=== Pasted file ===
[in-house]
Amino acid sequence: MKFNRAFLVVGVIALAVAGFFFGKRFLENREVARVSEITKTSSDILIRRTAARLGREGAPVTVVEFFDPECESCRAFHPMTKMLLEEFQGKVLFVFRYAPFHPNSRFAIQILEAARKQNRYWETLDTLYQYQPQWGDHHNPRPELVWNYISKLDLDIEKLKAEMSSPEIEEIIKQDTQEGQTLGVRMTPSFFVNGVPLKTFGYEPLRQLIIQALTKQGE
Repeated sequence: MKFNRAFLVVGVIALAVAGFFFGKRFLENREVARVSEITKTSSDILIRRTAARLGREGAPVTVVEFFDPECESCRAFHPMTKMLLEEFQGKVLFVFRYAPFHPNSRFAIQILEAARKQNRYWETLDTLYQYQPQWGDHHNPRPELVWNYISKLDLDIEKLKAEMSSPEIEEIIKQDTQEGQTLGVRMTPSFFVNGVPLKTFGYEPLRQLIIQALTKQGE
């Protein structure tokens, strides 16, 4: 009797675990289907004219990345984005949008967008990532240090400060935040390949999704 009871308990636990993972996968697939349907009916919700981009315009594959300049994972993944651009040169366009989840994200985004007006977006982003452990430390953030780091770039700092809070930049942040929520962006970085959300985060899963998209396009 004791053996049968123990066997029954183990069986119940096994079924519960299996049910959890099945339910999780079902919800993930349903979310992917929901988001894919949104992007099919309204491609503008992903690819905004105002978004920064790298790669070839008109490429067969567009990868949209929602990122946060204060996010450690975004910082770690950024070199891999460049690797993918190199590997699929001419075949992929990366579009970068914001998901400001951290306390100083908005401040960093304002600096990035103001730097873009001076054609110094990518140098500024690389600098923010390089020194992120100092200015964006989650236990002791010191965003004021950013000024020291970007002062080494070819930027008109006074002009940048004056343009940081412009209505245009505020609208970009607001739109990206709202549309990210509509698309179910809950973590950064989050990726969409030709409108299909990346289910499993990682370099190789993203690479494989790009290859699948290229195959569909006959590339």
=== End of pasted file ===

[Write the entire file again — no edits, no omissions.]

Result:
[in-house]
Amino acid sequence: MKFNRAFLVVGVIALAVAGFFFGKRFLENREVARVSEITKTSSDILIRRTAARLGREGAPVTVVEFFDPECESCRAFHPMTKMLLEEFQGKVLFVFRYAPFHPNSRFAIQILEAARKQNRYWETLDTLYQYQPQWGDHHNPRPELVWNYISKLDLDIEKLKAEMSSPEIEEIIKQDTQEGQTLGVRMTPSFFVNGVPLKTFGYEPLRQLIIQALTKQGE
Repeated sequence: MKFNRAFLVVGVIALAVAGFFFGKRFLENREVARVSEITKTSSDILIRRTAARLGREGAPVTVVEFFDPECESCRAFHPMTKMLLEEFQGKVLFVFRYAPFHPNSRFAIQILEAARKQNRYWETLDTLYQYQPQWGDHHNPRPELVWNYISKLDLDIEKLKAEMSSPEIEEIIKQDTQEGQTLGVRMTPSFFVNGVPLKTFGYEPLRQLIIQALTKQGE
């Protein structure tokens, strides 16, 4: 009797675990289907004219990345984005949008967008990532240090400060935040390949999704 009871308990636990993972996968697939349907009916919700981009315009594959300049994972993944651009040169366009989840994200985004007006977006982003452990430390953030780091770039700092809070930049942040929520962006970085959300985060899963998209396009 004791053996049968123990066997029954183990069986119940096994079924519960299996049910959890099945339910999780079902919800993930349903979310992917929901988001894919949104992007099919309204491609503008992903690819905004105002978004920064790298790669070839008109490429067969567009990868949209929602990122946060204060996010450690975004910082770690950024070199891999460049690797993918190199590997699929001419075949992929990366579009970068914001998901400001951290306390100083908005401040960093304002600096990035103001730097873009001076054609110094990518140098500024690389600098923010390089020194992120100092200015964006989650236990002791010191965003004021950013000024020291970007002062080494070819930027008109006074002009940048004056343009940081412009209505245009505020609208970009607001739109990206709202549309990210509509698309179910809950973590950064989050990726969409030709409108299909990346289910499993990682370099190789993203690479494989790009290859699948290229195959569909006959590339």